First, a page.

While rates of colon and rectal cancer are dropping for older Americans, they are sharply on the rise for the younger generation, new research published in the Journal of the National Cancer Institute reports.
The study — led by the American Cancer Society (ACS) — looked at cancer data taken from the mid-1980s to 2013. During that time, colon cancer rates rose an average of one to two percent each year for those in their 20’s and 30’s and 0.5 to one percent for those between the ages of 40 and 54.
Rectal cancer rose at an even faster rate. Three in 10 rectal cancer diagnoses are now made in patients younger than 55, and the disease rose about 3 percent per year from 1974 to 2013 in adults aged 20 to 29. But, despite that increase, rates have steadily declined over the past 40 years for those older than 55, Tech Times reports.
In 2013, 10,400 new colorectal cancer cases were found in people in their 40s, and an additional 12,800 cases were diagnosed in individuals in their early 50s. As a result, the team suggests that doctors should reevaluate the age at which cancer screening begins.
“These numbers are similar to the total number of cervical cancers diagnosed, for which we recommend screening for the 95 million women ages 21 to 65 years,” said lead author Rebecca Siegel, a researcher at the American Cancer Society, in a statement.
Though scientists are not sure of the cause behind these trends, the recent drop in colorectal cancer for older people has been attributed to a rise in screening tests able to detect dangerous polyps before they turn into problems. However, such tests have not been used on younger groups. While some less invasive tests are used from time to time, the new research could alter the way researchers look at the disease.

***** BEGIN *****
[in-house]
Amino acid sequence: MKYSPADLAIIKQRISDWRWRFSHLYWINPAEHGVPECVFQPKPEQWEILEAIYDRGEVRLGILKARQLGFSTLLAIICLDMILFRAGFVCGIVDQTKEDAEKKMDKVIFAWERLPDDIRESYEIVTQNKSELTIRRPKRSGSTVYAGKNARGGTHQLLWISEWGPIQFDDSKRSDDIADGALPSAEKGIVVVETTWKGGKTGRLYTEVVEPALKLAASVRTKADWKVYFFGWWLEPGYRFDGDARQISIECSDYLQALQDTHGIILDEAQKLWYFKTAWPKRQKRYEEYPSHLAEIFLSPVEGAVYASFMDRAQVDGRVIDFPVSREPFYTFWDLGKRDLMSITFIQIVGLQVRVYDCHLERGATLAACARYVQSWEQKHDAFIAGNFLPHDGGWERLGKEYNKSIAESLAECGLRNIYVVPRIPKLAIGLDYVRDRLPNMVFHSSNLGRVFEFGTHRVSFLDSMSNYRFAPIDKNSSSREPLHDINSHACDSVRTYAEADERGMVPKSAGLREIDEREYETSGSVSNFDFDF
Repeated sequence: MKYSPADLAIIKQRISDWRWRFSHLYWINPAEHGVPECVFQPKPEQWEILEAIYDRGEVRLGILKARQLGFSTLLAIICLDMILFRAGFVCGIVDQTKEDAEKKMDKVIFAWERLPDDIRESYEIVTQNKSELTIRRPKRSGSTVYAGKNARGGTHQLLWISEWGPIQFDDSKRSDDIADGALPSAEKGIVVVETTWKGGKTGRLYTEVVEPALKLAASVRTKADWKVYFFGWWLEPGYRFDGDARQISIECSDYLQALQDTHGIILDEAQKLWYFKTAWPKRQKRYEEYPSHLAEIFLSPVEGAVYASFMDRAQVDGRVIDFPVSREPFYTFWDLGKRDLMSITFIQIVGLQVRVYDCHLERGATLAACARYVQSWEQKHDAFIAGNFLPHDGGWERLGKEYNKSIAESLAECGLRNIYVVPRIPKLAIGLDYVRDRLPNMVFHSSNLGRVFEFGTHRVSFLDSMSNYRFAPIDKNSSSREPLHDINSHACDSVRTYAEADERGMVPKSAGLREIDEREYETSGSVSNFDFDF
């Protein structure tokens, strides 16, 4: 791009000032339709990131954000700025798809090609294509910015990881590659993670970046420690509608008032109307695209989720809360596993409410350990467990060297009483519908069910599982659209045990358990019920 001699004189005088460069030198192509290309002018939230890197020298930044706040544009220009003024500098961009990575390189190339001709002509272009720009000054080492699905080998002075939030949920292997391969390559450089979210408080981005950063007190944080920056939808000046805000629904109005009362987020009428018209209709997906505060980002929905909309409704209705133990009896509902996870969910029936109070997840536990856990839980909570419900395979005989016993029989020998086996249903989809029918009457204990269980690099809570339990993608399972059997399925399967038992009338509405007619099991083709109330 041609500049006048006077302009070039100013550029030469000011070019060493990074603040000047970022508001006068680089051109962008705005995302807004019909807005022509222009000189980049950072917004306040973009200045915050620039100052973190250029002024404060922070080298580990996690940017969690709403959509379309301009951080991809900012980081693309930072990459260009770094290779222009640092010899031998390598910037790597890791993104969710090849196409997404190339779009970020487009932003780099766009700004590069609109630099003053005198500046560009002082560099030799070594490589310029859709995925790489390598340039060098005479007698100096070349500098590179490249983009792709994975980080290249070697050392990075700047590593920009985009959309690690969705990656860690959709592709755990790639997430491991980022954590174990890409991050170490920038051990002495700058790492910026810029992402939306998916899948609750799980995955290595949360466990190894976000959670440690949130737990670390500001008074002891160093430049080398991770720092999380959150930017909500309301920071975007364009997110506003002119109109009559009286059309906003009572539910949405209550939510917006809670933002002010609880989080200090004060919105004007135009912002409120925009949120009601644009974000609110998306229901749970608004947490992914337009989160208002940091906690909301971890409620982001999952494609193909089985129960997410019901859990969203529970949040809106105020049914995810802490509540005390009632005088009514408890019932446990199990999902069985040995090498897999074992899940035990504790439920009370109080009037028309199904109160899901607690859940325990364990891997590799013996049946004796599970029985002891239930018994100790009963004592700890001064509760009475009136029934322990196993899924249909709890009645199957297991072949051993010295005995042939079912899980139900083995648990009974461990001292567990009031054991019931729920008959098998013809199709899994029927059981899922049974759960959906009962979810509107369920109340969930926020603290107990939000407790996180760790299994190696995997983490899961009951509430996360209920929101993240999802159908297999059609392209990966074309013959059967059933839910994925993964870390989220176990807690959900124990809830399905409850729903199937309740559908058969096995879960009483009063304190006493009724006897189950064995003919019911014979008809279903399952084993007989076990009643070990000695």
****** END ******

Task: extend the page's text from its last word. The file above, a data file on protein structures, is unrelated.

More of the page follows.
The problem is that colorectal cancer is not easy to diagnose. Unlike other cancers, signs of the disease — diarrhea, constipation, cramping, or abdominal pain — are usually vague or easy to miss.
In addition, scientists are not sure what is driving the rising numbers. Some believe that it could be connected with obesity — which has been linked to both colon and rectal cancer — while others think it may be related to other risk factors, including a sedentary lifestyle, excessive alcohol consumption, and infectious diseases, such as human papillomavirus.
Estimates show that over 95,000 new colon cancer cases and nearly 40,000 new rectal cancer cases will be detected in the U.S. in 2017. Roughly 50,000 are expected to die from the diseases during that time.
“Trends in young people are a bellwether for the future disease burden,” explained Siegel. “Our finding that colorectal cancer risk for millennials has escalated back to the level of those born in the late 1800s is very sobering. Educational campaigns are needed to alert clinicians and the general public about this increase to help reduce delays in diagnosis, which are so prevalent in young people, but also to encourage healthier eating and more active lifestyles to try to reverse this trend.”